BMJ 2012;345:e4955
[Link to free BMJ article PDF | PubMed® abstract]
類似的請參考:[US pharmacist]Complications of Cellulitis in Diabetic Foot Infections

Clinical Review

Diagnosis and management of cellulitis

Gokulan Phoenix, Saroj Das, Meera Joshi

Correspondence to: G Phoenix gokulan.phoenix@nhs.net 


What causes cellulitis?

Table 1 Treatment recommendations for cellulitis based on organisms [Excerpts]


A prospective study demonstrated that the majority of S aureus infections in the US are now [methicillin] resistant; among 389 blood culture isolates of S aureus, 63% (244) were [community acquired]-MRSA.

A multicentre study of 11 US hospitals reported a prevalence of MRSA ranging from 15% to 74% (59% overall).

How is the diagnosis of cellulitis made?

Clinical diagnosis

Cellulitis most commonly affects the lower extremities, and often presents as an acute, tender, erythematous, and swollen area of skin. In severe cases blisters, ulcers, oedema, associated lymphangitis, and lymphadenopathy may be present. Constitutional features include fever and malaise. In the late stages widespread features of sepsis including hypotension and tachycardia may also be present.

Blood investigations

An elevated level of C reactive protein is a better indicator of bacterial infection than an elevated white cell count but a normal level of C reactive protein cannot rule out an infection. Blood investigations do not appear to be clinically useful for diagnosis.


Prospective studies have shown true positive rates from blood cultures in those with suspected cellulitis are between 2-4%. The authors concluded blood cultures were neither clinically effective or cost effective. National guidelines, including the Northern Ireland Clinical Resource Efficiency Support Team (CREST) 2005 guidelines on the management of cellulitis in adults, recommend taking blood cultures only in patients that have significant systemic upset including pyrexia (>38°C).

In a prospective study of 50 patients with cellulitis, cultures from skin biopsies and aspirations that showed true positives were found to be 20% and 10% respectively. CREST guidelines suggest the use of skin biopsies and aspirations in only selected patients, where the diagnosis of cellulitis is in doubt.

In regard to wound swabs, a multicentre prospective study from France that analysed wound swab samples from 214 patients with lower limb cellulitis identified 183 (85.5%) positive cultures; S aureus and Streptococcus being the most frequently isolated micro-organisms (56% and 21% respectively). Sensitivities from the swabs showed resistance to the empirical antibiotics that had initially been used, prompting a change in antibiotics. CREST guidelines suggest the use of swabs on open cellulitis wounds.


Imaging techniques are useful when there is a suspicion of an underlying abscess associated with cellulitis, necrotising fasciitis, or when the diagnosis of cellulitis is uncertain. In a retrospective study of 542 emergency department patients for whom the clinical diagnosis of cellulitis was in doubt, 109 (17%) were found to have a deep vein thrombosis on Doppler ultrasound.

Ultrasound may therefore guide management of cellulitis by detection of occult abscess, prevention of invasive procedures, and providing guidance for further imaging or consultation.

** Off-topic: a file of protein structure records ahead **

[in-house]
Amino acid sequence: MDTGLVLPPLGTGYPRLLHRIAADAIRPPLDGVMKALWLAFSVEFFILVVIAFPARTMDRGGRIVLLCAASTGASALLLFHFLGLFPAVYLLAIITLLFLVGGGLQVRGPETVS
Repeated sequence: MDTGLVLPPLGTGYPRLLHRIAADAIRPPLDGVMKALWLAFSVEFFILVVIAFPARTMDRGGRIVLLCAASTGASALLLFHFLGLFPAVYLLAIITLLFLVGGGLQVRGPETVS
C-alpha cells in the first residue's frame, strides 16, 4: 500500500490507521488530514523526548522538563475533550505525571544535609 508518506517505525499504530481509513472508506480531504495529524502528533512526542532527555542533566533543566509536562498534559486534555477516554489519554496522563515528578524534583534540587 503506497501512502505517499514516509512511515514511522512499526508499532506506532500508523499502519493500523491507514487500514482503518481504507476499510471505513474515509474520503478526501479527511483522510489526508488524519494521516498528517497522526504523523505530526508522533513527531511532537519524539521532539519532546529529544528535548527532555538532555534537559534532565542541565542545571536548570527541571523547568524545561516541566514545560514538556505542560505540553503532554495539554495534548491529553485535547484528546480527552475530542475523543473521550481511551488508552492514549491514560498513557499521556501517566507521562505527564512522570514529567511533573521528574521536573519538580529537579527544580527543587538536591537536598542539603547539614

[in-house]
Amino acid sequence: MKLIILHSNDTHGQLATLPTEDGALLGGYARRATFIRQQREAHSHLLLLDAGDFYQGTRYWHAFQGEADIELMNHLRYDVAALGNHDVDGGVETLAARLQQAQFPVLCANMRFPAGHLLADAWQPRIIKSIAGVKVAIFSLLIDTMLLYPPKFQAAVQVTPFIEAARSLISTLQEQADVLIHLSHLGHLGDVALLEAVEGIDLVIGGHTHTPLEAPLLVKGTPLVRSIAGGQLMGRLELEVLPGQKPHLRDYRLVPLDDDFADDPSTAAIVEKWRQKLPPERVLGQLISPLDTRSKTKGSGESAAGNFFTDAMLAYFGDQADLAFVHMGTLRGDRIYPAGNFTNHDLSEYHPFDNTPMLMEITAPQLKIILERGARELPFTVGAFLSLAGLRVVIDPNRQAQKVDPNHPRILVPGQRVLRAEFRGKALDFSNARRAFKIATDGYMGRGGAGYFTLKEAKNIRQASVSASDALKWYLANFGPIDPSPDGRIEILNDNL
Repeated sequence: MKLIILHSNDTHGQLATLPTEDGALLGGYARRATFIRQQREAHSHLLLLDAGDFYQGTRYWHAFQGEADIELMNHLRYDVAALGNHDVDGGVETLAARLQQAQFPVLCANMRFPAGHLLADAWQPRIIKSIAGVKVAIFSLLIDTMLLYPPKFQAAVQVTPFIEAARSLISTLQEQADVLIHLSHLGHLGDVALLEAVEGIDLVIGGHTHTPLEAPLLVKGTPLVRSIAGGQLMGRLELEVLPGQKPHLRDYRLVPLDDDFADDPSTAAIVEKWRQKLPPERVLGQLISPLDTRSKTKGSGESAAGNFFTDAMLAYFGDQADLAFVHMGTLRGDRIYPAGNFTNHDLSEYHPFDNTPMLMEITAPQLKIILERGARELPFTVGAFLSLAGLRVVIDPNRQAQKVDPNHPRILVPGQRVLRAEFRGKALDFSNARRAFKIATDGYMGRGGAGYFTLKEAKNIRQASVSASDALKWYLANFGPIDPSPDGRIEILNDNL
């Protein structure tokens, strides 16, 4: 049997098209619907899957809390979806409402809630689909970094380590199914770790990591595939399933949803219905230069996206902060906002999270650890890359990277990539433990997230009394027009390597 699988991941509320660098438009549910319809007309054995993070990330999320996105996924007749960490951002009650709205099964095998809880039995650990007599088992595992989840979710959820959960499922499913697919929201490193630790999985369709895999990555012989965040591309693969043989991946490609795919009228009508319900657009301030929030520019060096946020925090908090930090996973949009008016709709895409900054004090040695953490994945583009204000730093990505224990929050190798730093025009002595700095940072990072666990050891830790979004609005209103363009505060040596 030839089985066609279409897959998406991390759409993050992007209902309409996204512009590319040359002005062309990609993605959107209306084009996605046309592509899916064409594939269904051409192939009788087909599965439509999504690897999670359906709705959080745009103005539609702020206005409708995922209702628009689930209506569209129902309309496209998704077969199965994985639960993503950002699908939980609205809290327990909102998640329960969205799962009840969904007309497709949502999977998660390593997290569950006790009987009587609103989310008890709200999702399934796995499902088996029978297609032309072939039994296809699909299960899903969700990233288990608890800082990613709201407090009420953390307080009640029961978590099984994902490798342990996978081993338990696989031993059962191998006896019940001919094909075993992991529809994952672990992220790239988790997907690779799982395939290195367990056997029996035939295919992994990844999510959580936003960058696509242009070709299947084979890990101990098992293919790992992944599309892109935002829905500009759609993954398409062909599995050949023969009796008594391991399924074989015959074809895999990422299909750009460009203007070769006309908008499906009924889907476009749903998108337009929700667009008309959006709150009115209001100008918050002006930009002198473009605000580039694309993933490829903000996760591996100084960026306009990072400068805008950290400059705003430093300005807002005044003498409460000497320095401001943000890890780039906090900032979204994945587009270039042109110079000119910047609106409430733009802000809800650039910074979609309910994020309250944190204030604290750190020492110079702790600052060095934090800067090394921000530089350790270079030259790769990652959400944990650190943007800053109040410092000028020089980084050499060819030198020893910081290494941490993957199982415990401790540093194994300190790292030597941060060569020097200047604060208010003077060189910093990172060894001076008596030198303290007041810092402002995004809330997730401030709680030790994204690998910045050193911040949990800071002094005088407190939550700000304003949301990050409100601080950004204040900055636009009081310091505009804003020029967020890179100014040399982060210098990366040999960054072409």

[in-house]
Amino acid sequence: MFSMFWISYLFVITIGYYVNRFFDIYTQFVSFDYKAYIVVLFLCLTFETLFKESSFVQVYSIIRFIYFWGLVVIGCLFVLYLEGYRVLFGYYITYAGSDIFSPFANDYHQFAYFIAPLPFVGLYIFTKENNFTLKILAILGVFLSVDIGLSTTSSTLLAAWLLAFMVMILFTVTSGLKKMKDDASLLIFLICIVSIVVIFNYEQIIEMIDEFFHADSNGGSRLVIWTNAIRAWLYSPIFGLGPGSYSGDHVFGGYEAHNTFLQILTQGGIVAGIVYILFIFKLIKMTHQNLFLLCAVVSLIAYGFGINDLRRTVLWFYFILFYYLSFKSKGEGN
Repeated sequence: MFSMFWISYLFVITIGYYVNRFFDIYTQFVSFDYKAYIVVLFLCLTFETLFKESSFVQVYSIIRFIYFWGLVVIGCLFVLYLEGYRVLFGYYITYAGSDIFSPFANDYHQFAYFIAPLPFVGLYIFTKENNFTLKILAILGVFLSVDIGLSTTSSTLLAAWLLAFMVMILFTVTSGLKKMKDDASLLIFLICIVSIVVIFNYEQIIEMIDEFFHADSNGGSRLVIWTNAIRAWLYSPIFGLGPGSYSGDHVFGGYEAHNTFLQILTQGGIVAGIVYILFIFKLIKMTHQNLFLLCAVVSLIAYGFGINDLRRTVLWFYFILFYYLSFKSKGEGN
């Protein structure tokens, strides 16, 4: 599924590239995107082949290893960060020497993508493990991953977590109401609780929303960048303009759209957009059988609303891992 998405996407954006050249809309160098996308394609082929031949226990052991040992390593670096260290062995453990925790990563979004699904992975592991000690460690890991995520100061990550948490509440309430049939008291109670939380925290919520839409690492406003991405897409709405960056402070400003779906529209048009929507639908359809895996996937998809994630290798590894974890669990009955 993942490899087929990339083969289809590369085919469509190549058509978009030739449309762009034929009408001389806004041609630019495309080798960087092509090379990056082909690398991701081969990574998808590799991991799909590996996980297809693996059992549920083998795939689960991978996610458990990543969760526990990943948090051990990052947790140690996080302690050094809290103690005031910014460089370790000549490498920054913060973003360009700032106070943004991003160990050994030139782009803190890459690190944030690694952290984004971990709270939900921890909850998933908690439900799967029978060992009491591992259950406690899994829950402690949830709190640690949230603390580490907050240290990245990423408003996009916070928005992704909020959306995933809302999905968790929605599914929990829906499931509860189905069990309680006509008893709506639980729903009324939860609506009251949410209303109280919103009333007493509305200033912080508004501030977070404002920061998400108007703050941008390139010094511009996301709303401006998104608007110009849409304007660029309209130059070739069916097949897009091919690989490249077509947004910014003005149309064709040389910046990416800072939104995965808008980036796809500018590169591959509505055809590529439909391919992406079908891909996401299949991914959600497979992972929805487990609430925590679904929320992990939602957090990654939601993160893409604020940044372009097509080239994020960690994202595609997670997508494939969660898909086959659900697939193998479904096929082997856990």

What is the treatment of cellulitis?

General measures include rest, elevation of any affected limbs, and analgesia. The area of cellulitis should be clearly marked and reviewed daily for progression or regression to assess the efficacy of the antibiotic regimen.

However, there is still uncertainty regarding the optimal antibiotic choice, duration, and route of antibiotic therapy, and the use of corticosteroids. A summary of the main antibiotics that are currently recommended in US and UK national guidelines, as well as in large prospective studies, are provided in table 1.

The 2011 Infectious Diseases Society of America national guidelines have now recommended patients with pus forming cellulitis to be treated with antibiotics that target CA-MRSA.

When should a person be admitted to hospital for intravenous antibiotics?

Eron classification v Dundee classification

The Eron classification is based on expert opinions, and is among the most widely used classification systems for diagnosis and treatment of cellulitis.

Table 3 Eron clinical classification system

However, new criteria such as the 2011 Dundee classification are also available. Seventy per cent of people that, based on Eron recommendations, would be treated with inpatient stay and intravenous antibiotics meet the criteria for outpatient management based on the Dundee criteria. Further validation of the Dundee criteria is required.

Outpatient parenteral antibiotic therapy (OPAT)

A prospective study on 344 episodes of treatment administered by a UK OPAT service showed that 87% of patients were cured, readmission rate was 6.3%, and patient satisfaction was high. OPAT costs 41% of inpatient costs when calculated using conservative cost measurements. The authors of the study concluded that clinicians should use OPAT where available; this is supported by CREST guidelines.

When should a switch to oral antibiotics be made?

CREST guidelines suggest indications for a switch to oral therapy are apyrexia (<37.8°C) for 48 hours, regression of cellulitis from a clearly marked area (on daily review), and a falling C reactive protein level.

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